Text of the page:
October 1, 2022
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State of the sports card boom: After sky-high surge, is the market still healthy?

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Dave Rivetto said he had a customer come into his suburban Detroit sports card shop recently and ask to buy an entire case of the new Topps Pristine Baseball product that had just dropped. Then he offered to buy the entire store for seven figures.

Grand Slam Sports Shop has sat since 1989 in the elbow of an unassuming, L-shaped strip mall in Sterling Heights, Mich., about a half hour north of Detroit. It’s one of the few such shops left in the country.

No, was Rivetto’s answer, on both counts.

“I could retire and walk away right now, but I told him no,” he said.

Why turn down life-changing money — especially as faint cracks begin to appear in the overall card industry?

The answer is simple: Because the sports card market in recent years already meant a fire hose of cash coming into Rivetto’s store as longtime adult buyers line up before the store opens to get their hands on the latest products. The money is simply too good to give up, even for more than a million bucks right now. Nor does he want to sell all of the best new cards to one buyer.

“It’s not about the money for me, it’s the principle. I need product for customers, not just one person,” Rivetto said. He said he expects to make even more money when Topps gets the NFL and NBA card licenses back from Panini in a few years, because his shop gets more Topps inventory to sell.

Question is, how long will the good times last? Is the card boom starting to decline?

Not an easy question to answer because the evidence is a mix of ongoing success but also some price declines from their peak in 2020-21.

The sports card industry has been especially healthy since about 2015-16. It learned its lessons about overproduction and adopted the strategy of artificial scarcity to drive demand. The pandemic then put it into overdrive — consumer sales and resales but also deep-pocket investors putting money into card businesses — while fueling a wave of predictions that an economic bubble was inflating to impossible-to-sustain proportions.

That said, there’s no suggestion that the trading-card market faces a seismic implosion on par with the mid-1990s industry collapse that stemmed from mind-boggling over-production and a proliferation of card shops across the country. Much of the industry disappeared or was consolidated amid bankruptcy, and the nation’s estimated 10,000 card shops shrunk to maybe 1,000.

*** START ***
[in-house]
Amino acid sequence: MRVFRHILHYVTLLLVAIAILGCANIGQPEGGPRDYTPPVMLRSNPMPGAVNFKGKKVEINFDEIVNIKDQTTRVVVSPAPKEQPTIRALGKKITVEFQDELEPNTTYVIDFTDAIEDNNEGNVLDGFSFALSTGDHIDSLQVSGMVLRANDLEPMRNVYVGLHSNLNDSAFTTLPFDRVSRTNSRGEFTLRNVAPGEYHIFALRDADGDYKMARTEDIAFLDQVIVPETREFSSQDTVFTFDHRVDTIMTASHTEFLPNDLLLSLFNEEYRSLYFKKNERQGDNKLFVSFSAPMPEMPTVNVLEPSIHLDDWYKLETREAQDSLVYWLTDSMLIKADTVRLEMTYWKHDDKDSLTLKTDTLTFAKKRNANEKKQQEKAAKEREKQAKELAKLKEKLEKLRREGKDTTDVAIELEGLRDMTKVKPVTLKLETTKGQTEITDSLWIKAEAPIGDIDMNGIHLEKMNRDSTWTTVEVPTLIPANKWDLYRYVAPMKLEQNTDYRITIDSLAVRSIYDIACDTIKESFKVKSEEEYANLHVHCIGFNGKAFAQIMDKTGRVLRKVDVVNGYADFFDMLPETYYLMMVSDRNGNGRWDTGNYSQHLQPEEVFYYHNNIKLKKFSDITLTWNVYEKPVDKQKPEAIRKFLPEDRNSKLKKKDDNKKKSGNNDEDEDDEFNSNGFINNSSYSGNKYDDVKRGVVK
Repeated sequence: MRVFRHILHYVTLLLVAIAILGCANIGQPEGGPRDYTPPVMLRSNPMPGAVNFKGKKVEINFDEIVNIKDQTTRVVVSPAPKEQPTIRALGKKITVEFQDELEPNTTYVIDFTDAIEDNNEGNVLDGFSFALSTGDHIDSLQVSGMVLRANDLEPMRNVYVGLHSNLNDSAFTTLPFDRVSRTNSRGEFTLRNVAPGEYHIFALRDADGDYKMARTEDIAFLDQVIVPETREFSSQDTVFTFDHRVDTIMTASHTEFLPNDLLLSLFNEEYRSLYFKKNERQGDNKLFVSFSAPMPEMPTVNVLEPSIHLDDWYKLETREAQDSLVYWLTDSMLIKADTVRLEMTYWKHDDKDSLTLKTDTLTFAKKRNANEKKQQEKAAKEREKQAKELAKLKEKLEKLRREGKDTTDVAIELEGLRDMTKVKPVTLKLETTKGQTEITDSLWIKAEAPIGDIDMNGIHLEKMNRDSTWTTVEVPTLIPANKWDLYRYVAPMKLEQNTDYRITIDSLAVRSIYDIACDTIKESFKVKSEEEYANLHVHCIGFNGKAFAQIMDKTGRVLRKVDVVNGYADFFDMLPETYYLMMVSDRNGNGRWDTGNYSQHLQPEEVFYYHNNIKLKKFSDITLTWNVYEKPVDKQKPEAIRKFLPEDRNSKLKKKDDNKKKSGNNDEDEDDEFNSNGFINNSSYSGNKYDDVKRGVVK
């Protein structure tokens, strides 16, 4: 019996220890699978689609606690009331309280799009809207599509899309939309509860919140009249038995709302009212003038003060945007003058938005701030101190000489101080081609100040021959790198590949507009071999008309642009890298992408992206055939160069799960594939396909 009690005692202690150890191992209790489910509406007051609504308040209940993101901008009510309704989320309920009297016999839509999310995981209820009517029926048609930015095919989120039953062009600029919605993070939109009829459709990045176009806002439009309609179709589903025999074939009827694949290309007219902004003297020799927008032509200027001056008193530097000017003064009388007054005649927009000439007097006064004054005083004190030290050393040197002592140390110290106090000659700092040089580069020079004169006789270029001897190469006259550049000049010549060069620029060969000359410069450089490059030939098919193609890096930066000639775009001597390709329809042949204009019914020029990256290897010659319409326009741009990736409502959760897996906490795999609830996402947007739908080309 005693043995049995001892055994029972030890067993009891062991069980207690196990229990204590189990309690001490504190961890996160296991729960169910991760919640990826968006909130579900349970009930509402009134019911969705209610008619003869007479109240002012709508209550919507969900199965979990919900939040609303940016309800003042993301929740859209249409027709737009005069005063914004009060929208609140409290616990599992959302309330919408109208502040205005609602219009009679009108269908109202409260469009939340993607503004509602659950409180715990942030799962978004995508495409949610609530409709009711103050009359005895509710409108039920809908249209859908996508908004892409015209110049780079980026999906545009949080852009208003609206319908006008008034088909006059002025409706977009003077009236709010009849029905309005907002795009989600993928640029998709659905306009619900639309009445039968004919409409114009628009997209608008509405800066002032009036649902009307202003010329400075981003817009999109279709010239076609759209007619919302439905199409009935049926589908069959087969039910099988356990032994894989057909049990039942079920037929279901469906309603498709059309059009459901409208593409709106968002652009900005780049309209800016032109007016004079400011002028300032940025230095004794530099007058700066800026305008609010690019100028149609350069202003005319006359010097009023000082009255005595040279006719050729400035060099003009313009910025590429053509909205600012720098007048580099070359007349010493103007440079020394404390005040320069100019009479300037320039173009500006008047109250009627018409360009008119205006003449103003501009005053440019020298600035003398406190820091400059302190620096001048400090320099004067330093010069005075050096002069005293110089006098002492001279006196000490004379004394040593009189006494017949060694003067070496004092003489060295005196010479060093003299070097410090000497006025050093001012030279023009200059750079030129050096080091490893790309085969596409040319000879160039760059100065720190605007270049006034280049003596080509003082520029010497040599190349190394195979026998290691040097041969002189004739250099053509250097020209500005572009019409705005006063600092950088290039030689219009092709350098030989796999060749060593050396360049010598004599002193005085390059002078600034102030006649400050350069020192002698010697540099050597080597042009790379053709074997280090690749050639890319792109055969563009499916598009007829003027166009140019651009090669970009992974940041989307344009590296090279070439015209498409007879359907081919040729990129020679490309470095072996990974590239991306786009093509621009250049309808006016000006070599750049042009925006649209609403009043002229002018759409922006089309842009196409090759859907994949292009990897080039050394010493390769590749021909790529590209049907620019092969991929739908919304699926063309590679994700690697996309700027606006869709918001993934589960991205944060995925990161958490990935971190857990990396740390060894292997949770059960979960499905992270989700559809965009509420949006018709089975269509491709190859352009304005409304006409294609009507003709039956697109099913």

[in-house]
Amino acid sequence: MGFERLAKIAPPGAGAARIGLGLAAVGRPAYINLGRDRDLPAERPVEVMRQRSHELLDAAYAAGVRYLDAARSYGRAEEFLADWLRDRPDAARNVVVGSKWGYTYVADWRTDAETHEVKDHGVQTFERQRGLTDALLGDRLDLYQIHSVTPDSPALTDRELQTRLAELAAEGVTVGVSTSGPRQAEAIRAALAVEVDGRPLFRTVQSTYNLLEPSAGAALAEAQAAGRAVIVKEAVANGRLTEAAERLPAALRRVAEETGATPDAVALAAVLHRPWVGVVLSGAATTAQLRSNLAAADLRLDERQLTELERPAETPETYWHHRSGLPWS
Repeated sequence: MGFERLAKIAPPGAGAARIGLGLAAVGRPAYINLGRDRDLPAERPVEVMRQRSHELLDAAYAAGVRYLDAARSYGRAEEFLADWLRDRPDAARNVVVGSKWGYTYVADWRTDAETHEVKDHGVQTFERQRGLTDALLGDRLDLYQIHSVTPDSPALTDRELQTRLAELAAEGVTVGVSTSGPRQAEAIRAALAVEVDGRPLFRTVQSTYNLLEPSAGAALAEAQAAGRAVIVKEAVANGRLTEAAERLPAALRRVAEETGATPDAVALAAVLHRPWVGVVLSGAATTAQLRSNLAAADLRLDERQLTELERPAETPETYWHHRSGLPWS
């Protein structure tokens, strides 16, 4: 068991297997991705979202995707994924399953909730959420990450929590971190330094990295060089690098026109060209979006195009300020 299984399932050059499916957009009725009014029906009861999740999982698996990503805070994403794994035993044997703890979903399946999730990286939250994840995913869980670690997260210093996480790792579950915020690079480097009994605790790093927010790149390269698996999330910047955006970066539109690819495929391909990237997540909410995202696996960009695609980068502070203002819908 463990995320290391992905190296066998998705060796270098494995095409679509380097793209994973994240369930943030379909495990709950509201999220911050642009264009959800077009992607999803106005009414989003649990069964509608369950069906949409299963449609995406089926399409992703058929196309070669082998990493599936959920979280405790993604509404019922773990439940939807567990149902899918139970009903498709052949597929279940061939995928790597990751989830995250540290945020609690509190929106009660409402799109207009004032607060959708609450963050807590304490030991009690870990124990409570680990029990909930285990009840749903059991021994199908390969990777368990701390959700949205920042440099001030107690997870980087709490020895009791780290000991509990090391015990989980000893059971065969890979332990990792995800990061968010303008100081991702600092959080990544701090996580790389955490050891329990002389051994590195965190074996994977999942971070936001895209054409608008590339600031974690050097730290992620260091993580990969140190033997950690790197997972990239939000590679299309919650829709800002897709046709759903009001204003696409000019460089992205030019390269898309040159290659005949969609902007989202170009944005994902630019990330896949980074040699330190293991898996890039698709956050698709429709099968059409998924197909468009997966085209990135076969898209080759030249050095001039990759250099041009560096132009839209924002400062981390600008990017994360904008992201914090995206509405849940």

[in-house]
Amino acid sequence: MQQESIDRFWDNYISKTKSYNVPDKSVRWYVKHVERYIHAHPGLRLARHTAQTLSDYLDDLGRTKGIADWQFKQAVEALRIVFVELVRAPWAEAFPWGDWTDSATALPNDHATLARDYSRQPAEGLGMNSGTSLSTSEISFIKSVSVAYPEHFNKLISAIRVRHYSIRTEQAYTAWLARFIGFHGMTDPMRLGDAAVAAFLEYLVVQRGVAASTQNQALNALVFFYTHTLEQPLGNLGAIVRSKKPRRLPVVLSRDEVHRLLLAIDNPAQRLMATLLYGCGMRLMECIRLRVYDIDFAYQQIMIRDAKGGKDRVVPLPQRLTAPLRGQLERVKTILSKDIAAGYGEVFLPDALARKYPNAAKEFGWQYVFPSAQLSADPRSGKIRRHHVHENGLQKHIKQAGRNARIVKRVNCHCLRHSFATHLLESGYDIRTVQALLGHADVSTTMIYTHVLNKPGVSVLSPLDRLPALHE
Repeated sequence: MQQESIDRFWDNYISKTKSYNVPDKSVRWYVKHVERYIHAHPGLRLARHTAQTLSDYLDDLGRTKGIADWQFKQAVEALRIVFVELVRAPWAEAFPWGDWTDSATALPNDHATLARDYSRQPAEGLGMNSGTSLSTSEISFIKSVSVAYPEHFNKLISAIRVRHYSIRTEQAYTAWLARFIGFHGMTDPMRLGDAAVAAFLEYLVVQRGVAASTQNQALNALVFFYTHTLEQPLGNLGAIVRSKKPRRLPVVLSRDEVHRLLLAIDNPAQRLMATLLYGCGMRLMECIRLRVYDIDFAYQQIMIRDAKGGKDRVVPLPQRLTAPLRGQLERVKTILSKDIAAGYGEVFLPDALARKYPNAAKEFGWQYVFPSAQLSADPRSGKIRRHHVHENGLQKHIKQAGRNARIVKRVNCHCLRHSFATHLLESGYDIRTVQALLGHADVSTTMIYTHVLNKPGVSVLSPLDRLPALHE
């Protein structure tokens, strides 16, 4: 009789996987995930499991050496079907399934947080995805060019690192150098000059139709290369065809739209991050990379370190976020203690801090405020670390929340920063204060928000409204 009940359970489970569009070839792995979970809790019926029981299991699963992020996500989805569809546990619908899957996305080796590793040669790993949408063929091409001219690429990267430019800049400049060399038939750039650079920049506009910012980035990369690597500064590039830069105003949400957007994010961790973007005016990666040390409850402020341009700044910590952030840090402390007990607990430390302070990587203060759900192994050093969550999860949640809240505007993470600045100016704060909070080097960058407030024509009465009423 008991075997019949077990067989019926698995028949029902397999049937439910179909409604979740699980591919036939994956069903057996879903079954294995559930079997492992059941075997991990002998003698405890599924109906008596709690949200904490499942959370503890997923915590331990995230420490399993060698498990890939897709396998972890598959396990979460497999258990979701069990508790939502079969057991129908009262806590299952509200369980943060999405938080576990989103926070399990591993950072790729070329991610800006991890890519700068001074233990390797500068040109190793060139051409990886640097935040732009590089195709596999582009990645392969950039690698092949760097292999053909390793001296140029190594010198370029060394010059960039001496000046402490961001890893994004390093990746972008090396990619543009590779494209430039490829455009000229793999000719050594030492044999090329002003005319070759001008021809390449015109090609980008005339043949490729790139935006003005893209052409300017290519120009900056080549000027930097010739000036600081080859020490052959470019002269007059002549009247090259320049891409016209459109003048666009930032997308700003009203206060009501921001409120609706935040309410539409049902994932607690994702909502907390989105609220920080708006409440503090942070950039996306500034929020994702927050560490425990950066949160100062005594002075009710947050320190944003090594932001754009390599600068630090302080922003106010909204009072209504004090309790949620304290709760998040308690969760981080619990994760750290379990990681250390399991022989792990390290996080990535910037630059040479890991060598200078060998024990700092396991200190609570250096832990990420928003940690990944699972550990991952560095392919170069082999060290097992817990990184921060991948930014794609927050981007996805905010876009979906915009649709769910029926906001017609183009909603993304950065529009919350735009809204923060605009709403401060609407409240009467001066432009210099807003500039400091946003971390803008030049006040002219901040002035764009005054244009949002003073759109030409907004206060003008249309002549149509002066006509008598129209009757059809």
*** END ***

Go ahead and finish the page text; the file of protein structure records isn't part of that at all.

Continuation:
What is happening now, those within the industry told The Athletic, is that some cards are coming down in price — market corrections, mostly in resale — and the overall market is slightly cooling off of 2021’s record year for retail and resale.

And that’s not necessarily a bad thing, some say. Prices coming down can mean more collectors and investors can get into the hobby — especially kids, a consumer category somewhat left behind as the card industry focused on more expensive products.

The multi-billion-dollar card market isn’t a monolith. There are new retail products but also plenty of vintage cards that can range in price from a few bucks to millions of dollars. Demand can vary within those sub-markets — which is why we see major card-industry companies adding products and services, such as grading and storage, to meet the demand that remains white-hot.

The high-end products remain in demand, even more so than in the earlier boom times, said Adam Martin, co-owner of Dave & Adam’s Card World near Buffalo, N.Y. It’s said to be the world’s biggest seller of card boxes after Walmart and Target.

“(High-end demand) remains insane. It’s still the best it’s ever been. There are absolutely collectors, speculators, breakers who still have lots of money to spend, and still are looking for something better to put their money into outside of the stock market,” Martin said. “On the flip side, the more affordably priced items — unopened boxes, graded rookies that are not truly rare — the market on them is very soft right now.”

Why a softening in that segment?

“A lot of people came into the hobby when they were stuck at home,” Martin said. “The world has now improved. A lot of people who jumped in then, they’ve not continued.”

Inflation, gas prices, and other economic factors are sidelining some collectors, he added, and some people are worried about their financial future amid all that’s going on in the country and world.

“If we’re going into a recession, and a lot of experts think we are, these are the kind of collectors for whom cards aren’t a priority anymore when they have to pay their mortgage,” Martin said. “We’re seeing less spending on something that isn’t a necessity.”

Buyers who see cards as an alternative investment category like fine art, rare wine and luxury automobiles, continue to spend serious money on the hobby, he said.

For example, Panini’s National Treasures brand of baseball cards hit stores recently, one of the most expensive modern card products on the market. Each case includes four boxes and a total of 40 cards, and the case is priced at $18,000 to $20,000, Martin said.